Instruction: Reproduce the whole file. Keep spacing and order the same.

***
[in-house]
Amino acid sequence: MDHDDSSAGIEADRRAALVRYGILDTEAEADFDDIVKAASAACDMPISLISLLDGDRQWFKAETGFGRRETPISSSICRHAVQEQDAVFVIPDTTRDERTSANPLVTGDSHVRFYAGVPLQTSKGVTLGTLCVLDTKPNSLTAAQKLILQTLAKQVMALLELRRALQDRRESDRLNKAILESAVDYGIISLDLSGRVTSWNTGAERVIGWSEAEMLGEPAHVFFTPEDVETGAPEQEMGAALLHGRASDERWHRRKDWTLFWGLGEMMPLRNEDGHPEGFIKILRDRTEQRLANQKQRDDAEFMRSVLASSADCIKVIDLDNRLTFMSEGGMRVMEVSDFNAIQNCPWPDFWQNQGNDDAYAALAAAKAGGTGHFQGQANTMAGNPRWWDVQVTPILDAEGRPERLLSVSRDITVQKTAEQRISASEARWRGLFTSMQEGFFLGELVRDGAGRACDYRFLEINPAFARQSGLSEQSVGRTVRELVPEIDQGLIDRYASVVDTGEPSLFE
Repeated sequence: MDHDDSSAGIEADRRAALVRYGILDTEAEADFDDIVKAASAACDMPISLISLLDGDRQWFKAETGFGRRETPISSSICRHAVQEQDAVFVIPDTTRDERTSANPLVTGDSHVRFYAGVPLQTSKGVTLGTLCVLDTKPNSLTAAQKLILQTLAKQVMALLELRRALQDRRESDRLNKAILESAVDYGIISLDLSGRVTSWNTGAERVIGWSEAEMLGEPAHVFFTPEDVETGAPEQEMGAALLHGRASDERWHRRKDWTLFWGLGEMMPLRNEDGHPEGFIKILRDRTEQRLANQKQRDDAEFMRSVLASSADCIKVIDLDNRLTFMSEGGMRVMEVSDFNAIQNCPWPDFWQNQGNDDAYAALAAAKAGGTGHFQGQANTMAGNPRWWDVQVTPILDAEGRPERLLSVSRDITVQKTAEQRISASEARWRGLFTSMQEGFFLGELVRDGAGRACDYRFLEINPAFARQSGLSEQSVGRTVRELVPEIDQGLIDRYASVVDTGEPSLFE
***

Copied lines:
[in-house]
Amino acid sequence: MDHDDSSAGIEADRRAALVRYGILDTEAEADFDDIVKAASAACDMPISLISLLDGDRQWFKAETGFGRRETPISSSICRHAVQEQDAVFVIPDTTRDERTSANPLVTGDSHVRFYAGVPLQTSKGVTLGTLCVLDTKPNSLTAAQKLILQTLAKQVMALLELRRALQDRRESDRLNKAILESAVDYGIISLDLSGRVTSWNTGAERVIGWSEAEMLGEPAHVFFTPEDVETGAPEQEMGAALLHGRASDERWHRRKDWTLFWGLGEMMPLRNEDGHPEGFIKILRDRTEQRLANQKQRDDAEFMRSVLASSADCIKVIDLDNRLTFMSEGGMRVMEVSDFNAIQNCPWPDFWQNQGNDDAYAALAAAKAGGTGHFQGQANTMAGNPRWWDVQVTPILDAEGRPERLLSVSRDITVQKTAEQRISASEARWRGLFTSMQEGFFLGELVRDGAGRACDYRFLEINPAFARQSGLSEQSVGRTVRELVPEIDQGLIDRYASVVDTGEPSLFE
Repeated sequence: MDHDDSSAGIEADRRAALVRYGILDTEAEADFDDIVKAASAACDMPISLISLLDGDRQWFKAETGFGRRETPISSSICRHAVQEQDAVFVIPDTTRDERTSANPLVTGDSHVRFYAGVPLQTSKGVTLGTLCVLDTKPNSLTAAQKLILQTLAKQVMALLELRRALQDRRESDRLNKAILESAVDYGIISLDLSGRVTSWNTGAERVIGWSEAEMLGEPAHVFFTPEDVETGAPEQEMGAALLHGRASDERWHRRKDWTLFWGLGEMMPLRNEDGHPEGFIKILRDRTEQRLANQKQRDDAEFMRSVLASSADCIKVIDLDNRLTFMSEGGMRVMEVSDFNAIQNCPWPDFWQNQGNDDAYAALAAAKAGGTGHFQGQANTMAGNPRWWDVQVTPILDAEGRPERLLSVSRDITVQKTAEQRISASEARWRGLFTSMQEGFFLGELVRDGAGRACDYRFLEINPAFARQSGLSEQSVGRTVRELVPEIDQGLIDRYASVVDTGEPSLFE